Venezuelans celebrate the presidency of Juan Guaidó in Miami
Hours after Venezuelan National Assembly leader Juan Guaidó declared himself the country’s rightful president, chants of exaltation echoed off the tall buildings surrounding Doral City Hall on Wednesday as protesters gathered by the hundreds to celebrate what they hope is the toppling of Nicolás Maduro’s regime in the South American country.
“Who are we? Venezuela!” the crowd, estimated by a city employee to be about 1,300 strong, shouted. “What do we want? Liberty!”
The grounds of Downtown Doral Park turned into a sea of red, blue and yellow, the colors of the Venezuelan flag, following Guaidó’s pronouncement and the official recognition of his presidency by the Trump administration. Several countries including Canada, Argentina, Colombia and Brazil quickly followed suit.
Maduro, who first took office in 2013, was sworn in for a new six-year term this month following elections that were widely condemned by the international community as fraudulent. As president of Venezuela’s National Assembly, Guaidó leaned on a legal provision that states the Assembly leader would assume the presidency if the position were to be vacated. Guaidó called for new elections on Wednesday and encouraged prolonged protests to nudge the military-backed Maduro from power.
“Those who have usurped the symbols of power believe — their calculation is — that the pressure will ease on the streets and that we’ll grow tired,” he said. “But we will keep insisting until we have democracy and freedom.”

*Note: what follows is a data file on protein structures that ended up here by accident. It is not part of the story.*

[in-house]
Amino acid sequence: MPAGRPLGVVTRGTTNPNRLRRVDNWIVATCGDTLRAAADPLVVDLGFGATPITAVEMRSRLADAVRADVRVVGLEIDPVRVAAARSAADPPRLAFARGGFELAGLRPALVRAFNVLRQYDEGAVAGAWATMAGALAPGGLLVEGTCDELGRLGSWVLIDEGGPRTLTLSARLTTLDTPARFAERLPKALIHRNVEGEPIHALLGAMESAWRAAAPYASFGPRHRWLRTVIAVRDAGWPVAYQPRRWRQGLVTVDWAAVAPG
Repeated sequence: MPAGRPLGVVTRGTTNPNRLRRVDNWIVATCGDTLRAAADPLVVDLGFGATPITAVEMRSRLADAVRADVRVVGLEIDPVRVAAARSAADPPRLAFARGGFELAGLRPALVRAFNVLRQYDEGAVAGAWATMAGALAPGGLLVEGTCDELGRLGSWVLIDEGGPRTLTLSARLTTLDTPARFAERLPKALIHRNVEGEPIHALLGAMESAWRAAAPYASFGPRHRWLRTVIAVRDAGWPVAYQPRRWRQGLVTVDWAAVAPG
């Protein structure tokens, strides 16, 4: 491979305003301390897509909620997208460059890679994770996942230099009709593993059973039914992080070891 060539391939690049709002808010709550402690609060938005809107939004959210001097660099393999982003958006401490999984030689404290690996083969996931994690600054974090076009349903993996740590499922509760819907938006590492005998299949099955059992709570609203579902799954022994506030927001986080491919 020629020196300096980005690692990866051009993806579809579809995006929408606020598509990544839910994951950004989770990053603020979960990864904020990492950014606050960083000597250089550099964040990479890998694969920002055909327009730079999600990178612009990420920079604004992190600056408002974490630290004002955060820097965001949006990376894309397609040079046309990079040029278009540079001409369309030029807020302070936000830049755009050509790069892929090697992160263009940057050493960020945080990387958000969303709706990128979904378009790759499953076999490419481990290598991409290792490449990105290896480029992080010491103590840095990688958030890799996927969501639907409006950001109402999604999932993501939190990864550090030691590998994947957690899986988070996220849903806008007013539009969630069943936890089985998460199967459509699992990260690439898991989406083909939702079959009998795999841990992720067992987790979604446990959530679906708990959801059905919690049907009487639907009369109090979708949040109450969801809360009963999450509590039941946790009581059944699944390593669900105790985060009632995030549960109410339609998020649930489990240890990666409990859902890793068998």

Protesters in Doral rallied in solidarity with the hundreds of thousands of their compatriots in Venezuela, who flooded the streets of major cities this week to call for the ouster of Maduro, whom the Trump administration called a “usurper” and “illegitimate.” The opposition protests in Venezuela were considered the largest in that country since violence-plagued demonstrations in 2017.
“In its role as the only legitimate branch of government duly elected by the Venezuelan people, the National Assembly invoked the country’s constitution to declare Nicolás Maduro illegitimate, and the office of the presidency therefore vacant,” Trump said in a statement recognizing Guaidó as Venezuela’s rightful leader. “The people of Venezuela have courageously spoken out against Maduro and his regime and demanded freedom and the rule of law.”
Shortly after the Trump administration’s announcement, Maduro cut all diplomatic ties with the U.S., demanding that embassy staff leave the country within 72 hours.
With a Venezuelan flag hung around her neck, and modified to appear to be stained with blood and pockmarked with bullet holes, protester Sabina Contreras said her flag represented the state-sanctioned violence and death protesters in her home country have suffered in recent years and even this week. Contreras, 32, who left Venezuela in 2009, said she wouldn’t mind if Maduro met a similar fate.
“He is a dictator, and he needs to get out of Venezuela,” she said. “Dead or alive. I don’t care.”
Contreras, who worked as an attorney in Venezuela, said Wednesday offered Venezuelans one of their first glimmers of hope in a very long time.
“It’s over for Maduro,” she said. “Now we have a new president.”